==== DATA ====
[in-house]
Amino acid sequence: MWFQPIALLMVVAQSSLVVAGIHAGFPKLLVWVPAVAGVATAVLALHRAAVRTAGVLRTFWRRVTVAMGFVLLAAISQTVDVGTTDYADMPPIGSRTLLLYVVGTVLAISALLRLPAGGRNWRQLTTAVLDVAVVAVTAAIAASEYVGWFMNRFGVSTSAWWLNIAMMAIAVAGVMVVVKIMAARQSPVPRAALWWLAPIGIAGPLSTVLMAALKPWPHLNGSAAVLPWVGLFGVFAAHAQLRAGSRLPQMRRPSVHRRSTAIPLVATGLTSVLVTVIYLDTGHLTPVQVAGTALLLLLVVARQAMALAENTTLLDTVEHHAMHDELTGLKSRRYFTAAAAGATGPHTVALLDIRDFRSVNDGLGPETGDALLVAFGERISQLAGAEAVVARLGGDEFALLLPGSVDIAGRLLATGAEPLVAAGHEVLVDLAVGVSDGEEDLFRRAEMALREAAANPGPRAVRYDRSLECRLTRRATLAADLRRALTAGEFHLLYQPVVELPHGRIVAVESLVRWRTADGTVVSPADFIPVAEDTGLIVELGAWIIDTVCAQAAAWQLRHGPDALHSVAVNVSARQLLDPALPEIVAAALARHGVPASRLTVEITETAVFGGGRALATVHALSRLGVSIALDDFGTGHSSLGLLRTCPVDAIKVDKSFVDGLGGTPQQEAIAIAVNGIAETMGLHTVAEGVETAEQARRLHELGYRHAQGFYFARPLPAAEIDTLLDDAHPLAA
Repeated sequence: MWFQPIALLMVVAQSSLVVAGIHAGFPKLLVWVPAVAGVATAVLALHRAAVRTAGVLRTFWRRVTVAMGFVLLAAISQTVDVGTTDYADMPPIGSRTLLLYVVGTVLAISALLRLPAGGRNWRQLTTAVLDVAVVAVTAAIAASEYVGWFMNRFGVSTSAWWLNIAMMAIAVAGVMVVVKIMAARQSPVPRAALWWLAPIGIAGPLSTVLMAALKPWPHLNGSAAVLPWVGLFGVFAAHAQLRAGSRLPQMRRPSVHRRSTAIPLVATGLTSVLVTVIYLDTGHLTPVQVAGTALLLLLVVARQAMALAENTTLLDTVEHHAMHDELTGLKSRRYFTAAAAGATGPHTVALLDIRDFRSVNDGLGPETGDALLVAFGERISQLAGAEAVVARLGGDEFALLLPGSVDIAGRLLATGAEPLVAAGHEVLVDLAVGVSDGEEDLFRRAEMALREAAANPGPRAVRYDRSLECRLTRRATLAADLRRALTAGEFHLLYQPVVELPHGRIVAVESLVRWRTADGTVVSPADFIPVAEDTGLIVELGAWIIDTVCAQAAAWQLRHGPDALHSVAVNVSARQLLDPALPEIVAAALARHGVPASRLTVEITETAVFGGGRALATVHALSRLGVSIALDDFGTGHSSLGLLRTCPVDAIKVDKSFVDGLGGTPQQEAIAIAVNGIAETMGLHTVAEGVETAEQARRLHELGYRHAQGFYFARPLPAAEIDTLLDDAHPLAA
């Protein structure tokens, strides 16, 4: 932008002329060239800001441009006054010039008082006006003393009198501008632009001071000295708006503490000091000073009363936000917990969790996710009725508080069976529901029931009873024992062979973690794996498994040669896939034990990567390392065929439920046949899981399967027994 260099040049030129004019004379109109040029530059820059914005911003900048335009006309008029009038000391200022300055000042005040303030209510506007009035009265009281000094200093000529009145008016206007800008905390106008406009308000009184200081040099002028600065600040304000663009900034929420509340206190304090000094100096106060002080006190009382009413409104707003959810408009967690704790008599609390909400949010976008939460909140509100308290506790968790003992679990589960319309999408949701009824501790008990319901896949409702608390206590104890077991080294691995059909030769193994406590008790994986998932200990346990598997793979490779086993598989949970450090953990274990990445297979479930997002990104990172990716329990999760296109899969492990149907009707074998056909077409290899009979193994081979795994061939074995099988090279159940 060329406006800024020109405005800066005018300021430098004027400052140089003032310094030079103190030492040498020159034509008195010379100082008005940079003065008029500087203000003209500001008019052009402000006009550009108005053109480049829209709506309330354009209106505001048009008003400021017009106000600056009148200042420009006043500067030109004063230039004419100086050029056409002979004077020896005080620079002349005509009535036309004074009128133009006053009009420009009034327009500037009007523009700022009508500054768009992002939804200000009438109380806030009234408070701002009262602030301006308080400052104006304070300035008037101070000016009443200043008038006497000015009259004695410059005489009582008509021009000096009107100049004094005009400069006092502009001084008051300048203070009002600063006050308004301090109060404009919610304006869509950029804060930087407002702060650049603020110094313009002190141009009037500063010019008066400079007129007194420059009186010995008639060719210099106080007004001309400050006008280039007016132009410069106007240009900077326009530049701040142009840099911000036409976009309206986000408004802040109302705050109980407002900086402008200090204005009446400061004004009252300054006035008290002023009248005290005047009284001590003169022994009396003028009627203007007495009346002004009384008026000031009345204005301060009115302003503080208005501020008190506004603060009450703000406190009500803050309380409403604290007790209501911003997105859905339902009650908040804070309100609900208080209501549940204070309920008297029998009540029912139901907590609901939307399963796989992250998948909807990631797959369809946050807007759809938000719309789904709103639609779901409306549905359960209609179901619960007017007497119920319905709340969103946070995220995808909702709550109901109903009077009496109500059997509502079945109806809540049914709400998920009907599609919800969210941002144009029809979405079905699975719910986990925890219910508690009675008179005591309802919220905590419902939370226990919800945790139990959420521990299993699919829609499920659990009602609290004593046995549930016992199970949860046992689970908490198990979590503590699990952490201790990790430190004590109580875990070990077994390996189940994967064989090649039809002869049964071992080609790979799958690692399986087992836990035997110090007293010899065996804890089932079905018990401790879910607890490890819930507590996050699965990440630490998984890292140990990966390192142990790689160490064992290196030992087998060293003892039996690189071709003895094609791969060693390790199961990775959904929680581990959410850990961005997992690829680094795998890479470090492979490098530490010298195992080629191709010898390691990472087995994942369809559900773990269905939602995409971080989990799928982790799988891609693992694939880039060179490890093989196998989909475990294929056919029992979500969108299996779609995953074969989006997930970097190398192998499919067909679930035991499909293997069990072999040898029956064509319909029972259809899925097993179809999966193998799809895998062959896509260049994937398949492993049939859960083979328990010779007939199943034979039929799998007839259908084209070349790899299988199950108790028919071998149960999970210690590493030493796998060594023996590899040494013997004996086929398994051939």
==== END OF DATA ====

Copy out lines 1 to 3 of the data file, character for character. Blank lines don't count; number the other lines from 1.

[in-house]
Amino acid sequence: MWFQPIALLMVVAQSSLVVAGIHAGFPKLLVWVPAVAGVATAVLALHRAAVRTAGVLRTFWRRVTVAMGFVLLAAISQTVDVGTTDYADMPPIGSRTLLLYVVGTVLAISALLRLPAGGRNWRQLTTAVLDVAVVAVTAAIAASEYVGWFMNRFGVSTSAWWLNIAMMAIAVAGVMVVVKIMAARQSPVPRAALWWLAPIGIAGPLSTVLMAALKPWPHLNGSAAVLPWVGLFGVFAAHAQLRAGSRLPQMRRPSVHRRSTAIPLVATGLTSVLVTVIYLDTGHLTPVQVAGTALLLLLVVARQAMALAENTTLLDTVEHHAMHDELTGLKSRRYFTAAAAGATGPHTVALLDIRDFRSVNDGLGPETGDALLVAFGERISQLAGAEAVVARLGGDEFALLLPGSVDIAGRLLATGAEPLVAAGHEVLVDLAVGVSDGEEDLFRRAEMALREAAANPGPRAVRYDRSLECRLTRRATLAADLRRALTAGEFHLLYQPVVELPHGRIVAVESLVRWRTADGTVVSPADFIPVAEDTGLIVELGAWIIDTVCAQAAAWQLRHGPDALHSVAVNVSARQLLDPALPEIVAAALARHGVPASRLTVEITETAVFGGGRALATVHALSRLGVSIALDDFGTGHSSLGLLRTCPVDAIKVDKSFVDGLGGTPQQEAIAIAVNGIAETMGLHTVAEGVETAEQARRLHELGYRHAQGFYFARPLPAAEIDTLLDDAHPLAA
Repeated sequence: MWFQPIALLMVVAQSSLVVAGIHAGFPKLLVWVPAVAGVATAVLALHRAAVRTAGVLRTFWRRVTVAMGFVLLAAISQTVDVGTTDYADMPPIGSRTLLLYVVGTVLAISALLRLPAGGRNWRQLTTAVLDVAVVAVTAAIAASEYVGWFMNRFGVSTSAWWLNIAMMAIAVAGVMVVVKIMAARQSPVPRAALWWLAPIGIAGPLSTVLMAALKPWPHLNGSAAVLPWVGLFGVFAAHAQLRAGSRLPQMRRPSVHRRSTAIPLVATGLTSVLVTVIYLDTGHLTPVQVAGTALLLLLVVARQAMALAENTTLLDTVEHHAMHDELTGLKSRRYFTAAAAGATGPHTVALLDIRDFRSVNDGLGPETGDALLVAFGERISQLAGAEAVVARLGGDEFALLLPGSVDIAGRLLATGAEPLVAAGHEVLVDLAVGVSDGEEDLFRRAEMALREAAANPGPRAVRYDRSLECRLTRRATLAADLRRALTAGEFHLLYQPVVELPHGRIVAVESLVRWRTADGTVVSPADFIPVAEDTGLIVELGAWIIDTVCAQAAAWQLRHGPDALHSVAVNVSARQLLDPALPEIVAAALARHGVPASRLTVEITETAVFGGGRALATVHALSRLGVSIALDDFGTGHSSLGLLRTCPVDAIKVDKSFVDGLGGTPQQEAIAIAVNGIAETMGLHTVAEGVETAEQARRLHELGYRHAQGFYFARPLPAAEIDTLLDDAHPLAA